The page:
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Nov 21, 2022

Australian sell side complains last reporting season was ‘most bunched in memory’

Majority of fund managers and analysts would prefer results to be spread more evenly

When it comes to reporting dates, buy-side and sell-side analysts and fund managers at Australian public listed companies share the same frustration: schedule clashes. 

A snap poll conducted by the Australasian Investor Relations Associations (AIRA) asked capital markets participants to share their views on current reporting practices at Australian listed entities. The survey collected 50 responses, the majority of which (59 percent) were from the sell side, with 37 percent from buy-side respondents. 

Responding to the poll, 89 percent of buy-side and 90 percent of sell-side participants lament clashes of company reporting dates in the latest reporting season. Both parties also address the lack of time they are currently given to analyze companies’ reports and focus on key details.

Sharing his views, one sell-side participant writes: ‘This reporting season was the most bunched in my memory. There is a clear need for a spread. If companies want to have due respect for their results, they need to ensure some clear air to consider the result.’ 

Ian Matheson
Ian Matheson, AIRA

AIRA CEO Ian Matheson has also called for better co-ordination and transparency among listed companies. ‘That co-ordination at a sector level is critical and, more broadly, among companies with a similar market capitalization,’ he says in an interview with IR Magazine.

‘Particularly among the top 200 companies in Australasia, there needs to be better transparency around board dates and financial results release dates.’

Sharing practical advice for companies, Matheson says AIRA is looking to address the issue of clashes by getting more of its members to use its online calendar, which was soft-launched a few years ago and has so far been adopted by around 100 companies.

The online calendar aims to offer IROs better visibility around the time their sector’s peers release their results. AIRA is now ‘redoubling’ its efforts and working to enhance the tool.

‘We are going to take it to the next level and approach companies on a sector-by-sector- basis and via an application programming interface,’ says Matheson. ‘[The idea is] to get all those sector dates back into the overall calendar and allow companies to get visibility of [them], but they will be able to see other companies’ only if they publish their own.’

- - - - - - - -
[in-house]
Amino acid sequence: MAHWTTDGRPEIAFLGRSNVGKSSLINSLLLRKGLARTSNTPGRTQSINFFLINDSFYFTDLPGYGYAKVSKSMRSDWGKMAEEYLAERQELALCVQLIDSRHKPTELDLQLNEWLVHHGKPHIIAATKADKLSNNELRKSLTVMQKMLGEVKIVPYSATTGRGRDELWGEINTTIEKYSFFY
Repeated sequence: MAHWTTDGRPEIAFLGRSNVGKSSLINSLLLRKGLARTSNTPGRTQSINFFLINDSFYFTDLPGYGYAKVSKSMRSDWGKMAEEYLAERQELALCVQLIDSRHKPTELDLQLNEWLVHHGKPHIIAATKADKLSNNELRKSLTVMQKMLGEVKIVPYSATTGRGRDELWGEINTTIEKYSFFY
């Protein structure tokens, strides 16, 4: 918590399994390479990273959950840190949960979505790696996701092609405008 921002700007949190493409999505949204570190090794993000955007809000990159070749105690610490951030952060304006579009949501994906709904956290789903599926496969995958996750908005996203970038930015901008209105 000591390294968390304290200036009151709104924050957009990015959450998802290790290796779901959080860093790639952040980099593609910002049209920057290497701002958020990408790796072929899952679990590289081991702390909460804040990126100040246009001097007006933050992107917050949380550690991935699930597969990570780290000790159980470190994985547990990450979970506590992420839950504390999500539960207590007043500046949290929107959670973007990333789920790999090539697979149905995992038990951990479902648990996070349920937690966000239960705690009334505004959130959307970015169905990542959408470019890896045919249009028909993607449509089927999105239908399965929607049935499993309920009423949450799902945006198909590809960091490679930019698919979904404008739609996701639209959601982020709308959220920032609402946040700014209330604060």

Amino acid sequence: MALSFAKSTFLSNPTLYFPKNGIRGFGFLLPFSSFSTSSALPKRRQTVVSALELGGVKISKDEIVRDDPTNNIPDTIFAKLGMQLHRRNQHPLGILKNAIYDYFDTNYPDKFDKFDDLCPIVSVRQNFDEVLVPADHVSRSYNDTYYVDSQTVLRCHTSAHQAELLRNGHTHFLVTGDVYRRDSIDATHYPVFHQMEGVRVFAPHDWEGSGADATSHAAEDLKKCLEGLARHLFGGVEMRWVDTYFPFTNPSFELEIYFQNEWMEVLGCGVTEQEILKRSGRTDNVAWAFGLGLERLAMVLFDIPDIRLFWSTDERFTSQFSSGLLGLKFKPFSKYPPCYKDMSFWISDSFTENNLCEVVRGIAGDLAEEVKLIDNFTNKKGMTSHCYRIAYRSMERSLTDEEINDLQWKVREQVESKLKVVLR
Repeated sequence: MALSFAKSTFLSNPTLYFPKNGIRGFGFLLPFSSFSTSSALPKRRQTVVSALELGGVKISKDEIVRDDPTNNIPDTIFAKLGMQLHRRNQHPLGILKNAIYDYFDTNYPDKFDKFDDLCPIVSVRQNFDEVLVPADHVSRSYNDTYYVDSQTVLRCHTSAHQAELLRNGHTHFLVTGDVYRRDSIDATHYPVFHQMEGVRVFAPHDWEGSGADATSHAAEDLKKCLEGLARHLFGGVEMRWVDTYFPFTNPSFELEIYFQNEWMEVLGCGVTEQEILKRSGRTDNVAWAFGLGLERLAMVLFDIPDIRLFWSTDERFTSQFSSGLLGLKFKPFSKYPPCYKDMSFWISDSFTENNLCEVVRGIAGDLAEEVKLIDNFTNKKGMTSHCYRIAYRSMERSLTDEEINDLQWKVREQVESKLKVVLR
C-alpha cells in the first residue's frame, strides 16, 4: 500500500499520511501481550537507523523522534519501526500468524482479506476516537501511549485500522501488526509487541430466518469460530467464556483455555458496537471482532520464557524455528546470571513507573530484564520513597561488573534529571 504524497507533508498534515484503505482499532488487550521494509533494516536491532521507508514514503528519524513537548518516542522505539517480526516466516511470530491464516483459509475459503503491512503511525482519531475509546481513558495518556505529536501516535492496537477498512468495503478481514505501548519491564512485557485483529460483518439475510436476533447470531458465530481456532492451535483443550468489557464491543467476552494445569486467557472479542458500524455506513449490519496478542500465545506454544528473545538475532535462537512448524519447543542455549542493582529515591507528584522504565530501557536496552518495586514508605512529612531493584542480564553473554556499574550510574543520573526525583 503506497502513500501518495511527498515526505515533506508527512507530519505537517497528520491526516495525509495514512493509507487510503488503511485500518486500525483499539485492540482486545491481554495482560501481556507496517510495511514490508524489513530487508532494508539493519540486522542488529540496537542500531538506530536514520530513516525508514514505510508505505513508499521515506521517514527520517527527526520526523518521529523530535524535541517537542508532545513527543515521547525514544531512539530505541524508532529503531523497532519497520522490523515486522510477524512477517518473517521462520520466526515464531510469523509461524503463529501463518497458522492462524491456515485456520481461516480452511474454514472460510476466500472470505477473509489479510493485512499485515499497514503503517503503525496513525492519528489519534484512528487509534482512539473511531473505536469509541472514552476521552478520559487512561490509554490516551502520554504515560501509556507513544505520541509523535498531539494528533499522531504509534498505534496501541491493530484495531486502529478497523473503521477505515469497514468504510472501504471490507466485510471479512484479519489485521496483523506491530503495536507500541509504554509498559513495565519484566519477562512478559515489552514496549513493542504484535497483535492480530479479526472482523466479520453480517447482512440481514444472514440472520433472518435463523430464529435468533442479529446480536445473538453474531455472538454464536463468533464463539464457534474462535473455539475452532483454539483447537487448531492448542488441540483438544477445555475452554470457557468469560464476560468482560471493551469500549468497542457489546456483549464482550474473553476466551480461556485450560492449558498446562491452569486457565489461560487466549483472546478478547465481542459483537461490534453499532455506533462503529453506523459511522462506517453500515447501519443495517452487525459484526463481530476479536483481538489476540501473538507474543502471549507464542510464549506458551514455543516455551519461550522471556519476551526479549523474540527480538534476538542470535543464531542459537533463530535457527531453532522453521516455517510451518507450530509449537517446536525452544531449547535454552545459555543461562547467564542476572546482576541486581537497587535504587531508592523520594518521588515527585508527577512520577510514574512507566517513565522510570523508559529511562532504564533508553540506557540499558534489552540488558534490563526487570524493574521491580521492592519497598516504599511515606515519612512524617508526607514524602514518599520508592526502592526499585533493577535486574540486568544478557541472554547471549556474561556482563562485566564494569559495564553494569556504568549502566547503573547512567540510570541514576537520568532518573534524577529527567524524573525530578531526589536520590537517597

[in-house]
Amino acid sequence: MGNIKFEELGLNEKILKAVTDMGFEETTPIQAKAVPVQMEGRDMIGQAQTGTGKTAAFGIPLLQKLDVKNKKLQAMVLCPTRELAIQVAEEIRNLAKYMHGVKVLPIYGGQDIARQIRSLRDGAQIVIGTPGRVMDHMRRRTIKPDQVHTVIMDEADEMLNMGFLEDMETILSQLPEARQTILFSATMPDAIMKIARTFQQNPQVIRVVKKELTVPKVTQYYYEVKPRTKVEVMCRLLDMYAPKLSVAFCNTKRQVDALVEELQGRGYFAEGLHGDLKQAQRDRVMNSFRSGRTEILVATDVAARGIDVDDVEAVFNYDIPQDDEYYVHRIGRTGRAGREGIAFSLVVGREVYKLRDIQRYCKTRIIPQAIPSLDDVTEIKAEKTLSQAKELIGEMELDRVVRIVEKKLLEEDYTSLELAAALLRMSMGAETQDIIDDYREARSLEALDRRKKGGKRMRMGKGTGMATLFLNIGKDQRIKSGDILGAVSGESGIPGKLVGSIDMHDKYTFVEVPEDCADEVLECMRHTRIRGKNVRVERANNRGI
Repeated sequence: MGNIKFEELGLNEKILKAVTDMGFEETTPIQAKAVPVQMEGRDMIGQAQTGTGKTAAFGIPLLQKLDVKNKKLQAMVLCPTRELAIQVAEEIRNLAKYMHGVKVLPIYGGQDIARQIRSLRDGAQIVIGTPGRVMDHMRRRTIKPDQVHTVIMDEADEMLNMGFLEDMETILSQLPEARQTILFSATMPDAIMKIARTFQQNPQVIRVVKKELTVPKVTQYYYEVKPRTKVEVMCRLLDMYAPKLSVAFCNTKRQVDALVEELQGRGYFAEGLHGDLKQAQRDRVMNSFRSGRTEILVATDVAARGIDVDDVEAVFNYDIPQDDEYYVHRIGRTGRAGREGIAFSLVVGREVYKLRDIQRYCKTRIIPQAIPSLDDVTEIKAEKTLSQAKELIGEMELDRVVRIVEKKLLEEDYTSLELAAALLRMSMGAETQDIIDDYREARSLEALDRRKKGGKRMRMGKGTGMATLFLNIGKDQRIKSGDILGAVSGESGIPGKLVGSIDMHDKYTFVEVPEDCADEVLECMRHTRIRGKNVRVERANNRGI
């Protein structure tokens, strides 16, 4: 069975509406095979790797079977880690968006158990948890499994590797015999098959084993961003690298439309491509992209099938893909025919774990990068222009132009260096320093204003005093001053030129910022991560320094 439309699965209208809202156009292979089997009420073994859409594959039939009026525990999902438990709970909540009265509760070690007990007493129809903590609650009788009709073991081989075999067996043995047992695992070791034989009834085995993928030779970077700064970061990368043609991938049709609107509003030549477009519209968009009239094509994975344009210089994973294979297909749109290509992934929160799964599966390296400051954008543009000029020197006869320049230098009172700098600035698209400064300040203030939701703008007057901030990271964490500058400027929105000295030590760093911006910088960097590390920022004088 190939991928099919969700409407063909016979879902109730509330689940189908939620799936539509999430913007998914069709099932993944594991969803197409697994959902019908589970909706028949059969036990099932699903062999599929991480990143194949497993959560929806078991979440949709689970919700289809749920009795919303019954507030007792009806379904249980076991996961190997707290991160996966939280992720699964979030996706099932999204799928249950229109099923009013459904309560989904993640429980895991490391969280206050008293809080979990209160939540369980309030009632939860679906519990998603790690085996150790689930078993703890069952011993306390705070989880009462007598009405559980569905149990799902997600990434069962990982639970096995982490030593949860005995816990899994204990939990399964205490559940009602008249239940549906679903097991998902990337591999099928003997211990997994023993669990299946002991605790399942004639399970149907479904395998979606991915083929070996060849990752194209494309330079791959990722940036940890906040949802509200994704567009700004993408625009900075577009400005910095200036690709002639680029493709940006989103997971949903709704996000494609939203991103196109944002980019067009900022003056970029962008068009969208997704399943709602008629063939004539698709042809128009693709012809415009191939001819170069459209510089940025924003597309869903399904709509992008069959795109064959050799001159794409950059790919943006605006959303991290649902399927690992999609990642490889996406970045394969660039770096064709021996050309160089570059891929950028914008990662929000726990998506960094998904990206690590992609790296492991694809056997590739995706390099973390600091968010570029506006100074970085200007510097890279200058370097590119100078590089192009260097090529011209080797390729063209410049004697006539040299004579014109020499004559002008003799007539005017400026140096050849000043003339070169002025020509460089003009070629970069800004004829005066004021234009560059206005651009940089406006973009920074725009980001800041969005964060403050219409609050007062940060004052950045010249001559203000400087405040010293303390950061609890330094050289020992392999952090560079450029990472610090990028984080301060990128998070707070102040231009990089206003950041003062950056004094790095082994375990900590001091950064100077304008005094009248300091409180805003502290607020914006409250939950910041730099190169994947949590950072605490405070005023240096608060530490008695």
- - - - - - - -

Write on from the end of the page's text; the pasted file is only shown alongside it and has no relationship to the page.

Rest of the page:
AIRA’s poll also finds that 22 percent of the buy side attended 21-25 meetings during the most recent reporting period, with the same percentage also claiming attendance at more than 40 presentations. The average number of presentations attended by the sell side was 11-15, with 38 percent sitting in on between six and 10.

To avoid clashes, respondents called for results to be spread more evenly throughout the reporting season, with a number from both the buy side and sell side agreeing that Mondays and Fridays are currently well under-used by companies for reporting.

When it comes to post-results roadshows, the poll reveals that 45 percent of sell-side respondents prefer to engage with the company on the day of the results to address any immediate questions. Conversely, 61 percent of buy-side respondents say talks with the company can be held two to five days after the results, with 72 percent preferring to engage outside of the peak roadshow period.

More time for Q&A

Analysts and investors from both sides also criticize the structure of results calls, which do not allocate enough time for Q&A. 

One respondent from the buy side says it is ‘very frustrating’ to end calls after 60 minutes in the middle of a Q&A and states: ‘If time is an issue, reduce the formal presentation.’

Other sell-side respondents advise companies to highlight only key points from the results and then move onto the Q&A.

Asked whether companies in the Australasian capital markets are showing any intention of allocating more time for a two-way conversation, Matheson says a number of firms in the region have been trialing the release of pre-recorded presentations from the CEOs and CFOs ahead of meetings.  

‘But what a lot of companies that trial pre-recorded presentations found is that a lot of investors just don’t listen to the presentation before the call, so both the CEO and the CFO end up having to redo it,’ he explains.

It looks like getting the right balance between presentation time and Q&A time is still a ‘trial area’. Ultimately, avoiding clashes and ensuring questions get asked and answered is all about conciseness and flexibility. 

‘Companies should be able to just distil their key messages,’ says Matheson. ‘The reality is that the investment committee doesn’t have time on those busy – really busy – days to be able to read absolutely everything. So, it’s a reason to try to find quieter days. It doesn’t always work this way, either, because the board meeting dates have been set two years in advance and [can’t be changed] but companies need to be a bit more flexible about dates and times.’